The farther one travels The less one knows The less one really knows
Well, here we are again. I have just finished binge watching a documentary I missed seeing when it was shown last year on BBC1, the Ganges with Sue Perkins. It is an amazing river and it is dying due to the mistreatment of people for thousands of years. It is also at the heart of Hindu beliefs so this is a double tragedy. It was also an eye opener for other reasons, not least that women in villages have to hold in their bodily functions all day and then go in the fields to relieve themselves at night. Leaving themselves open to being bitten by snakes, stung by scorpions and being raped while relieving themselves. In the 21st century we should be doing more to help the newest developing country to take care of it’s citizens, especially women.
The women are amazing and the river that runs through most of India and Bangladesh is filthy and getting worse all the time. There are 18 women only colleges in India on the banks of the Ganges at Varanasi, a city where life and death co-exist. The Ganges is heavily polluted here and there are people trying to educate the locals and visitors to try and reduce the level of pollution.
It was amazing to watch the way women (and in one case girls) talk to Sue (someone I have admired for a long time). They had no inhibitions about speaking through an interpreter and were open and frank in their conversations with her. She spoke to transsexuals, women waiting to die and girls at colleges and some at school, as well as boys telling her why they worked instead of going to school.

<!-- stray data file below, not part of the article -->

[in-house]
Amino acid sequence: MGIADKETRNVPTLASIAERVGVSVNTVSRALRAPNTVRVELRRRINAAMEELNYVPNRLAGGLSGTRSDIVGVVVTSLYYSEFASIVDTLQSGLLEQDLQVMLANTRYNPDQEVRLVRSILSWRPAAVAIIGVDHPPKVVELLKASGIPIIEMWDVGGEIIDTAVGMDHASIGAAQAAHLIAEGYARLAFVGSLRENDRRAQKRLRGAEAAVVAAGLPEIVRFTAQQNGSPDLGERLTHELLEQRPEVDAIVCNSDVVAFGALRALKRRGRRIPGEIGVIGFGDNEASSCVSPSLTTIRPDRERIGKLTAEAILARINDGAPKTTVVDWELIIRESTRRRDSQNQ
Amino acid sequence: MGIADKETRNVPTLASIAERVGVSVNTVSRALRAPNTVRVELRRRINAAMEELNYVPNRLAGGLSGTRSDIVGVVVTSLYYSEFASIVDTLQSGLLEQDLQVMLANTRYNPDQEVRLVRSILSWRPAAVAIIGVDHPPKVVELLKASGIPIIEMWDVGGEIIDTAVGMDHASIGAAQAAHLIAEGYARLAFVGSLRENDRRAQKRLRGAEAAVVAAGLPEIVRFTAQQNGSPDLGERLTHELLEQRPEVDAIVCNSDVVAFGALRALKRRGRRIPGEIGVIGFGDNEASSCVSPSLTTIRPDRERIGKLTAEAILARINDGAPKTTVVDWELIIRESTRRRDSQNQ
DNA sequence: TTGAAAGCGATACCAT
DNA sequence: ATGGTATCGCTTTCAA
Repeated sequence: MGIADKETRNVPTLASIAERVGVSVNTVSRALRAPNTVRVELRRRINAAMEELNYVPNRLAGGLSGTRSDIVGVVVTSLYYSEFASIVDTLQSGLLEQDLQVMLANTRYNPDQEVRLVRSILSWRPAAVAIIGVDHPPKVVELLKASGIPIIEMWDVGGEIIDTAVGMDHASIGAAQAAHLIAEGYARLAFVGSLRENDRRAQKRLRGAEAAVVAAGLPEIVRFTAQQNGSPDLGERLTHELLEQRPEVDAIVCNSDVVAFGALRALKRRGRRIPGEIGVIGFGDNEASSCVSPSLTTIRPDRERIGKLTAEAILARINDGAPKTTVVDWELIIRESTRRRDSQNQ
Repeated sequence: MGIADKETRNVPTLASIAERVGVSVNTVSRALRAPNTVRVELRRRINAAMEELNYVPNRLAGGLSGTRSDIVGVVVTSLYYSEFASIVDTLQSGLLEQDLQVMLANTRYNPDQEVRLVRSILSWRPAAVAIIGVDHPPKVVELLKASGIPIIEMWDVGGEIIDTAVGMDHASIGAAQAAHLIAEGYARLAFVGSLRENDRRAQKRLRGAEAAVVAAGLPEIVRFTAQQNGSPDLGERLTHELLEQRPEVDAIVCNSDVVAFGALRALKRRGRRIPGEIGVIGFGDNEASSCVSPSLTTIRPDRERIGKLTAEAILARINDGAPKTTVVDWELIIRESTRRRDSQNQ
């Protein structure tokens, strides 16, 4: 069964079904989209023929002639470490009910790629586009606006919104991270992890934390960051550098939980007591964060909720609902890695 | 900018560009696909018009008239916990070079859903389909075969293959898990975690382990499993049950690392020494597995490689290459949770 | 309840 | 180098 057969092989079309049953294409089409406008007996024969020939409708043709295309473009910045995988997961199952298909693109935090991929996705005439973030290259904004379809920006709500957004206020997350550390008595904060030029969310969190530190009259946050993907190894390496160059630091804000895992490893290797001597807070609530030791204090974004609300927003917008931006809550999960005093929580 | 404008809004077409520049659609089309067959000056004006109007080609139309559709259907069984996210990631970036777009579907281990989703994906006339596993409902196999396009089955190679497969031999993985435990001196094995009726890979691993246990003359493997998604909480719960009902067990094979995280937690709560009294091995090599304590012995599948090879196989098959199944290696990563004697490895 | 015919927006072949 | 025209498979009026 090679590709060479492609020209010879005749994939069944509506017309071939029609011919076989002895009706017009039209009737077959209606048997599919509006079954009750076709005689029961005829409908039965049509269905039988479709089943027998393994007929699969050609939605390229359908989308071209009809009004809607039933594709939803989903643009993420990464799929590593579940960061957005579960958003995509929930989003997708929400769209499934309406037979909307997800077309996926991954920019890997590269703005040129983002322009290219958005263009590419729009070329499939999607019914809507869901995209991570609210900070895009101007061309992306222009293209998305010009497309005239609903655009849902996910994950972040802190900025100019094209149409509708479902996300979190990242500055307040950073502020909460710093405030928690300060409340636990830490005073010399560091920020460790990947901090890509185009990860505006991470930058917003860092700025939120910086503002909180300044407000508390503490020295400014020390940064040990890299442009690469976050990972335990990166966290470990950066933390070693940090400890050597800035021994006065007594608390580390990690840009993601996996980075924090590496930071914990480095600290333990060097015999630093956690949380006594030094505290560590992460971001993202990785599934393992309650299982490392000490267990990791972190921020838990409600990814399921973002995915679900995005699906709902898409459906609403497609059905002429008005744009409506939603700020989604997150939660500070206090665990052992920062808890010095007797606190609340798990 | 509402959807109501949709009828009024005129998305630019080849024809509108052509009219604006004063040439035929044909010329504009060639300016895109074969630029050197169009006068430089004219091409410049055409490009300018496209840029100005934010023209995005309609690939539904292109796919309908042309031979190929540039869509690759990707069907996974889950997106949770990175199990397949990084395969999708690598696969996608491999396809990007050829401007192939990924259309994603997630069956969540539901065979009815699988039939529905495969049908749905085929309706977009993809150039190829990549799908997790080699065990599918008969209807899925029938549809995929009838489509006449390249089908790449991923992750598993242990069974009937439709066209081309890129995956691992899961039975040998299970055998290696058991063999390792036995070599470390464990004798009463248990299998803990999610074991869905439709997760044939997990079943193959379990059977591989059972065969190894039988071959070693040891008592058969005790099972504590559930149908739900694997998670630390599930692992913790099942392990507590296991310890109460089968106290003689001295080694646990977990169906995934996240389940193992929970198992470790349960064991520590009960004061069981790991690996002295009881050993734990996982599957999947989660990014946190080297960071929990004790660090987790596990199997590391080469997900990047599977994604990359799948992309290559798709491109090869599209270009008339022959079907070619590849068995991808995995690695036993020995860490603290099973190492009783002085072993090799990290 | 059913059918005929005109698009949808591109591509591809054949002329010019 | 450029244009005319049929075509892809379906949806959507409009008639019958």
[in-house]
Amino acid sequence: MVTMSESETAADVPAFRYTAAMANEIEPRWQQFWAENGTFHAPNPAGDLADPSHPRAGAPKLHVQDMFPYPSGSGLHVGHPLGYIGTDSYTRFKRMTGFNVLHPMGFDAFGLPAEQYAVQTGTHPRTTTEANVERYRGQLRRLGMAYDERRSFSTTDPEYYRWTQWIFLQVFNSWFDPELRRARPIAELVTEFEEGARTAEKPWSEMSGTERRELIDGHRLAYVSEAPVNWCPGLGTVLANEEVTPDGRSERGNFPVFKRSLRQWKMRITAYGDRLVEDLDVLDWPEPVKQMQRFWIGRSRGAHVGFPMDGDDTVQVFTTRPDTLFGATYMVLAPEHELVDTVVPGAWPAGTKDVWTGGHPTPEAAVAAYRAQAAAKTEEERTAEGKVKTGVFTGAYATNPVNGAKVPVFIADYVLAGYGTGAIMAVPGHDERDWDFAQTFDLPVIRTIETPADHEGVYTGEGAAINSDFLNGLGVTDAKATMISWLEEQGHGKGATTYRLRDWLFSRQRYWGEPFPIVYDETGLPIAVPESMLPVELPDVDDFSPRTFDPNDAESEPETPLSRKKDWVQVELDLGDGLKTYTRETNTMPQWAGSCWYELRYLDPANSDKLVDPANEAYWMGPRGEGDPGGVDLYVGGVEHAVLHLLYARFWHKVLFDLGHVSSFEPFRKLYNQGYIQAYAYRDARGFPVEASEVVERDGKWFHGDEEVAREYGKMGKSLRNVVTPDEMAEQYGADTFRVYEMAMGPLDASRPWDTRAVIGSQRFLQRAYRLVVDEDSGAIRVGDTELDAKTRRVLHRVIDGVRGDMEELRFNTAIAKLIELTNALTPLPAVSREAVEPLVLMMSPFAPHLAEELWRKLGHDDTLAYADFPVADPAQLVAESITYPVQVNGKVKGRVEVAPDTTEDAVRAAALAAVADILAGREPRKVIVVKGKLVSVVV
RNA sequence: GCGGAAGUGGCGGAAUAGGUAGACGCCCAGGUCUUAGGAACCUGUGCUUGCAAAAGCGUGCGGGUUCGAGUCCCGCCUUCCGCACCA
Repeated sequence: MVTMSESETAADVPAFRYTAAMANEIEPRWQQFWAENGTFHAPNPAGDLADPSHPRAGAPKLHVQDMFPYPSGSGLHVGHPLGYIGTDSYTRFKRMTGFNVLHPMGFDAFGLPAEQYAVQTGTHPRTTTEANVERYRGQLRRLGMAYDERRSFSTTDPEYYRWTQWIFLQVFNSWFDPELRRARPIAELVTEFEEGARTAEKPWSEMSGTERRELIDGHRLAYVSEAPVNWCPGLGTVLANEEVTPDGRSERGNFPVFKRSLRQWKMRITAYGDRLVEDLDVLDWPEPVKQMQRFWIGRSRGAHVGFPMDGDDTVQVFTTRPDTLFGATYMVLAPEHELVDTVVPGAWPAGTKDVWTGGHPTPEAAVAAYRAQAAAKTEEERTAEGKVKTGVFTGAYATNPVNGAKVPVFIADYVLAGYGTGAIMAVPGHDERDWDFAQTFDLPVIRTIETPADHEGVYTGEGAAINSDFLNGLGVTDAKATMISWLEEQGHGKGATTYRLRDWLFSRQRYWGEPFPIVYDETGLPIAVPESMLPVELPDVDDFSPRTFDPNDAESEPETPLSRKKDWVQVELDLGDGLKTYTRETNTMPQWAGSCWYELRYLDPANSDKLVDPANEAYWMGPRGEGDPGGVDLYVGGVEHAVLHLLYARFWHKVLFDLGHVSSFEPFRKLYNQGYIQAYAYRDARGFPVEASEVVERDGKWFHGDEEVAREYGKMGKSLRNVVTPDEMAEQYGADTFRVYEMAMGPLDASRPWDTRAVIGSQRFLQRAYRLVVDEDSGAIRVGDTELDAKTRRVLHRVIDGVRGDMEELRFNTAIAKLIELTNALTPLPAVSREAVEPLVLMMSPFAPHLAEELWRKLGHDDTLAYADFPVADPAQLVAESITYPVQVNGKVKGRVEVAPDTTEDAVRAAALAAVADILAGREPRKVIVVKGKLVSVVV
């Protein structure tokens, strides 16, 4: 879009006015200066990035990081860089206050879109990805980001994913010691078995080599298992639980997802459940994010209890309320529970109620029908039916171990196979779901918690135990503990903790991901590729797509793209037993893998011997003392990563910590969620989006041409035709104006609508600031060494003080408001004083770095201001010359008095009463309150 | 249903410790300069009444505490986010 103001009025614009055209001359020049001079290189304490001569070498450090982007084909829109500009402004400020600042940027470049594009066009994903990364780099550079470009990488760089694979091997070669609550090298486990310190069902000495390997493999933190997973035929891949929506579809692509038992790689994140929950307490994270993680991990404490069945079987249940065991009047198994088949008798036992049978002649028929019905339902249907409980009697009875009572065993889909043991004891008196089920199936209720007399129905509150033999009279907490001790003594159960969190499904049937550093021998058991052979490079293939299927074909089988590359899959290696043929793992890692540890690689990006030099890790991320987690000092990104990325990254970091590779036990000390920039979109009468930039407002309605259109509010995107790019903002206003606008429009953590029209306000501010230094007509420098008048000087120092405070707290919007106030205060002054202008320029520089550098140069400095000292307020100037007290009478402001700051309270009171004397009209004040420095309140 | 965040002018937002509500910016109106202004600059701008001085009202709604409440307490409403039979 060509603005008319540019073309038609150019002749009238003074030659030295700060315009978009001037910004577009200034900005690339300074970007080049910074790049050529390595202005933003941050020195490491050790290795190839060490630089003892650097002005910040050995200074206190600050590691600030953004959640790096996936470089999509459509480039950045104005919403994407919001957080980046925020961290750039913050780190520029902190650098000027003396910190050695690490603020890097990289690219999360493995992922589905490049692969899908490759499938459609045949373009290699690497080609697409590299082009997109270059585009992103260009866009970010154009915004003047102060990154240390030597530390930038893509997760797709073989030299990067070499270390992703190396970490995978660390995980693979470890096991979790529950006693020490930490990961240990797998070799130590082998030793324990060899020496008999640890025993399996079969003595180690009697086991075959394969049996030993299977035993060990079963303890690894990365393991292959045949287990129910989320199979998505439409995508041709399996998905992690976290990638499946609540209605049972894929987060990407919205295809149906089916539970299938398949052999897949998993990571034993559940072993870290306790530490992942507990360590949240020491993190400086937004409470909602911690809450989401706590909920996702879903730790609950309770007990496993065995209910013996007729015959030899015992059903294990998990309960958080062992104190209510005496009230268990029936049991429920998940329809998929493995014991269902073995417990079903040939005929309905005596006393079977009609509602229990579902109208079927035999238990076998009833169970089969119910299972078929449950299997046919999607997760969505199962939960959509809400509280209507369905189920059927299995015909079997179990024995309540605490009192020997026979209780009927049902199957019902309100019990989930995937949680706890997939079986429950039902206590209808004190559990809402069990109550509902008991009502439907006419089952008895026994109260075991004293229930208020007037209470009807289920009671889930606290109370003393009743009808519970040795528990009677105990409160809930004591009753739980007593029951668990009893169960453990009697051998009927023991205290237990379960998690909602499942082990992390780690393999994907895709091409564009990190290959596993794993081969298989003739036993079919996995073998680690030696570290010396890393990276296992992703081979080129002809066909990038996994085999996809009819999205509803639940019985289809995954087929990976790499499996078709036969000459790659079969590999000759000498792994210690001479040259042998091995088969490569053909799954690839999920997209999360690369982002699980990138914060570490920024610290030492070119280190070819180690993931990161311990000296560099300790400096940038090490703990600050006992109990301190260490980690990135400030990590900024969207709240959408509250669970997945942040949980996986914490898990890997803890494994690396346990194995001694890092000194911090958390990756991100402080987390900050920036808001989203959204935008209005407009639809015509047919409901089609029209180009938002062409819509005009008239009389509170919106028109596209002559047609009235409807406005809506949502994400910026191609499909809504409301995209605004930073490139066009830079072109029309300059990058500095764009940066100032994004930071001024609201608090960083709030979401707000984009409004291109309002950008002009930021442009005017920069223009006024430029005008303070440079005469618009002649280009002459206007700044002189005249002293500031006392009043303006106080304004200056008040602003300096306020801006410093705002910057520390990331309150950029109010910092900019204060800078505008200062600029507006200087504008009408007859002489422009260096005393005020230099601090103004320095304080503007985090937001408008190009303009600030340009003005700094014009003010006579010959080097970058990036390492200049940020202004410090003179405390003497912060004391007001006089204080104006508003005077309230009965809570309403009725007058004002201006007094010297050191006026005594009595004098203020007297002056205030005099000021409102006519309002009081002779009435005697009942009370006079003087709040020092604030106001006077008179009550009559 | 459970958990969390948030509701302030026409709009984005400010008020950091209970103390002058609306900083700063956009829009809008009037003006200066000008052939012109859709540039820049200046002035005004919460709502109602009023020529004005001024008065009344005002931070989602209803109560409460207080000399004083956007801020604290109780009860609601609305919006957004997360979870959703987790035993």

There is a lot of wealth in India, generated by an acceptance of new methods of earning money and gaining an education. The girls at the engineering colleges wanted to make a difference to their lives and inspire other women to dream they could do anything. They trusted their parents to find an ideal match for them to marry as, according to one, marrying for love was fleeting and a lot of the time ended in divorce. None of these “modern” women were superwomen but they were pushing the boundaries for those who would follow them. The journey started in the Himalayas taking in Rishikesh (with a visit to the Ashram, now overgrown, where the Beatles, Donovan and others were taught by the Maharishi Mahesh Yogi (Sexy Sadie) himself).
For all the miles the river traverses there are people with amazing stories and Sue Perkins did her best to uncover them all. From the Hijra of Kolkata to the naked yogis offering blessings to pilgrims in the Bay of Bengal by beating with feathers she uncovered a lot of interesting people and talking to them teaching us so much of the history of the cities and villages along the Indian side of the Ganga.
Music today is courtesy of YouTube again and it is the copy of the Beatles song by George Harrison as performed in the Concert for George after his death in 2001.